Is Past Trauma Blocking a Relationship from You?

Psalm 139:23-24

By the term “trauma,” I’m referring to a past experience that was very hurtful and negatively influential on you.

Some people are happy to be single while others wish they could be in a relationship. If you are someone who wants to be in a relationship one day but you’ve also had past trauma, it’s possible this trauma is actually keeping you single.

Therefore, here are 3 signs to consider.

1. If a You Formed a Core Belief During a Very Hurtful Past Experience, Oftentimes This Will Keep You Single

When a core belief was formed during a very negative experience, it is very likely that this core belief is untrue or overblown. I’m certainly not diminishing the power of the pain that occurred through that negative experience. I’m not saying you are exaggerating your experience. I’m simply pointing out that when we are at our lowest, we are not in the best condition to be forming core beliefs.

Imagine you found someone laying on the street. You then find out they were just mugged by some criminals. And then you also find out they are brand new to this city. How do you think they would answer if you asked them right there, “So what do you think of this city?” Obviously they are going to have a very negative belief about this city. But your belief about your hometown will be very different if you’ve lived there all your life and never been mugged.

My point is, try to think back to that traumatic experience and examine if you formed any core beliefs during that time in your life. For example, did you go through a breakup and then say, “Love always brings immense pain and suffering.” Love can sometimes lead to hurt, but obviously it doesn’t always lead to this result.

Ask God to help you with this. As Psalm 139:23-24 states, “Search me, O God, and know my heart! Try me and know my thoughts! And see if there be any grievous way in me, and lead me in the way everlasting!”

2. If Trauma Caused By One Person Is Now Causing a Lot of Fear About Other People, This Could Keep You Single

If you are someone like me who loves dogs, you know how confusing it can be when you meet people who are deathly afraid of them. We all know some dogs are dangerous. But the vast majority are lovable creatures who just want to make you happy. But we feel this way because we’ve had so many good experiences with dogs. Usually someone who dislikes all dogs has had one very bad experience with one dog. Now they are projecting that fear onto every dog.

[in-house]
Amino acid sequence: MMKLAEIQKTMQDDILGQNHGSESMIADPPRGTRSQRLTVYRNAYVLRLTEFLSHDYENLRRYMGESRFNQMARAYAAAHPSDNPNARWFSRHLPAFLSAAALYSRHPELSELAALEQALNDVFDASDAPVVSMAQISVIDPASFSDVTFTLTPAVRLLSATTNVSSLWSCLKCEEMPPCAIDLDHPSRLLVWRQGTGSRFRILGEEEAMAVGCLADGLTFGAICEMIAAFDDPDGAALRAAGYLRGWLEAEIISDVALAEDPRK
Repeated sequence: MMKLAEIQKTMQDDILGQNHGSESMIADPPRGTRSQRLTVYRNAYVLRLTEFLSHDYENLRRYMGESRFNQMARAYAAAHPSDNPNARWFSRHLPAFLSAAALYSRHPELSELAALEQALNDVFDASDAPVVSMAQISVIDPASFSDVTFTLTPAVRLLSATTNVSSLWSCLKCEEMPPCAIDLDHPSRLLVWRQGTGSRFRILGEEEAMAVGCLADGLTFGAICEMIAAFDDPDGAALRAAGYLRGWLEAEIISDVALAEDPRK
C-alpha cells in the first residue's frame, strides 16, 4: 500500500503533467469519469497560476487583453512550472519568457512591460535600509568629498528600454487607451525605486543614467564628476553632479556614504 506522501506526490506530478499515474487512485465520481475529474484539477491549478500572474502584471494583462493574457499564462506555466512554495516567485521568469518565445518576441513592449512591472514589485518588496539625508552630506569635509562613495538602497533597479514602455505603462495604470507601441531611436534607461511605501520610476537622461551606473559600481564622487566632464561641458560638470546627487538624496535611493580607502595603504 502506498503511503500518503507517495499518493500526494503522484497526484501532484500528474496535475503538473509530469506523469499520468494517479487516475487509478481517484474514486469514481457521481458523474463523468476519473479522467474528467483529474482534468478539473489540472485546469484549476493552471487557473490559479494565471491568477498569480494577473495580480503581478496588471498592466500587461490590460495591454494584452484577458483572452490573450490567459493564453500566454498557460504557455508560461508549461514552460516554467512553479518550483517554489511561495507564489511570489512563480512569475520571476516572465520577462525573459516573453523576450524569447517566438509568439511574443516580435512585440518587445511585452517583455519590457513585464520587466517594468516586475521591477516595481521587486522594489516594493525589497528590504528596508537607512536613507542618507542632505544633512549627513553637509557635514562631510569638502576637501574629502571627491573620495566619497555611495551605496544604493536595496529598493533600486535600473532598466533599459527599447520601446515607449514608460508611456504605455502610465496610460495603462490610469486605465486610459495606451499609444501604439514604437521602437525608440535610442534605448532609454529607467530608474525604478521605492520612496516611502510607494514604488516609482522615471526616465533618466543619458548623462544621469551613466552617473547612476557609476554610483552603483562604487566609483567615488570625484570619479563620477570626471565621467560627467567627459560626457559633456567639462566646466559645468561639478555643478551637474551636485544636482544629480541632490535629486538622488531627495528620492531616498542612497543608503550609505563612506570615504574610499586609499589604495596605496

People tend to do this type of thing in relationships too. Like a dog bite, the wounds can physically heal quit quickly. But the inner fear caused by that bite can haunt a person for a lifetime.

To truly forgive someone, you have to first rightly place the blame on them. If you don’t, it will be hard to forgive and be free of the hurt because you won’t know exactly what you are forgiving; the pain you feel from the past will then often get projected on people in the present – people who have nothing to do with the negative feelings you now have.

So don’t mistake forgiveness with a free pass. By forgiving someone who hurt you, you are not saying your pain doesn’t matter or that they are getting away with hurting you. No. When we forgive, we are saying their wrongs did matter, that we were hurt, and that we are depending on the cross of Christ to do what we cannot do in our own power (Ephesians 4:31-32).

3. If Your Past Trauma Has Caused You to Become Too Inwardly Focused on Your Own Healing, This Can Actually Keep You Single

Perhaps the worst part about being wounded is that you begin to lose focus of your purpose in life. Yes, the wounds we experience need immediate attention. If your heart is bleeding out, you have to get healed or else you will die.

But in that pain, we can get so used to focusing on ourselves we can actually become rather selfish people who find it easy to ignore the needs of others. Again, we need to practice self-care, especially when we go through trauma. But we need to get better so that we can then look outward again, choosing to love God and others as we were designed to do (Matthew 22:37-40). Notice the model we are given in Epaphroditus. Philippians 2:25-26 states:

I have thought it necessary to send to you Epaphroditus my brother and fellow worker and fellow soldier, and your messenger and minister to my need, for he has been longing for you all and has been distressed because you heard that he was ill.”

In his illness, his focus remained on loving others. Likewise, may we too avoid the temptation to lose focus of love during those seasons where we are emotionally ill. May we seek inward healing so we can love others again in the best way possible.

Do you need healing? Here’s a related article called 4 Things God Will Do When Your Heart Needs Deep Healing.

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Mark Ballenger is the writing ministry of Mark Ballenger. To reach Mark, send him an email anytime:

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